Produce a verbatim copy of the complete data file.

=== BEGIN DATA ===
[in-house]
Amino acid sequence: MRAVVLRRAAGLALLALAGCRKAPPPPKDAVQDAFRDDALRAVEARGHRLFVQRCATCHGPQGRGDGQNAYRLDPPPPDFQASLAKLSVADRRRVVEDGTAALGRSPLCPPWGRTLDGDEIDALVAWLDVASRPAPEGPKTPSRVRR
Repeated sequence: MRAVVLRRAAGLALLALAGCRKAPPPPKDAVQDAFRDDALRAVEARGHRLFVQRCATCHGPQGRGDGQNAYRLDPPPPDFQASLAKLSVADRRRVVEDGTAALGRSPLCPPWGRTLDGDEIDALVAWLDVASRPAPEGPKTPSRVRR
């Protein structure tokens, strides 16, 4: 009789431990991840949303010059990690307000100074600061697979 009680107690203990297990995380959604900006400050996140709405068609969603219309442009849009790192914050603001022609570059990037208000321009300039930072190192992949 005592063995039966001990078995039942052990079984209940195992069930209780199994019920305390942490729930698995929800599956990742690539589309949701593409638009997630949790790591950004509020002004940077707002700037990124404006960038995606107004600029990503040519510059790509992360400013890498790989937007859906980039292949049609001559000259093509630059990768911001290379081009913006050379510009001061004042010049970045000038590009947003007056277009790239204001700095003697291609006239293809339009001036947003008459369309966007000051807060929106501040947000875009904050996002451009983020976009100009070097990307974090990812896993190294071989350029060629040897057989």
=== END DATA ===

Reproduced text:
[in-house]
Amino acid sequence: MRAVVLRRAAGLALLALAGCRKAPPPPKDAVQDAFRDDALRAVEARGHRLFVQRCATCHGPQGRGDGQNAYRLDPPPPDFQASLAKLSVADRRRVVEDGTAALGRSPLCPPWGRTLDGDEIDALVAWLDVASRPAPEGPKTPSRVRR
Repeated sequence: MRAVVLRRAAGLALLALAGCRKAPPPPKDAVQDAFRDDALRAVEARGHRLFVQRCATCHGPQGRGDGQNAYRLDPPPPDFQASLAKLSVADRRRVVEDGTAALGRSPLCPPWGRTLDGDEIDALVAWLDVASRPAPEGPKTPSRVRR
């Protein structure tokens, strides 16, 4: 009789431990991840949303010059990690307000100074600061697979 009680107690203990297990995380959604900006400050996140709405068609969603219309442009849009790192914050603001022609570059990037208000321009300039930072190192992949 005592063995039966001990078995039942052990079984209940195992069930209780199994019920305390942490729930698995929800599956990742690539589309949701593409638009997630949790790591950004509020002004940077707002700037990124404006960038995606107004600029990503040519510059790509992360400013890498790989937007859906980039292949049609001559000259093509630059990768911001290379081009913006050379510009001061004042010049970045000038590009947003007056277009790239204001700095003697291609006239293809339009001036947003008459369309966007000051807060929106501040947000875009904050996002451009983020976009100009070097990307974090990812896993190294071989350029060629040897057989």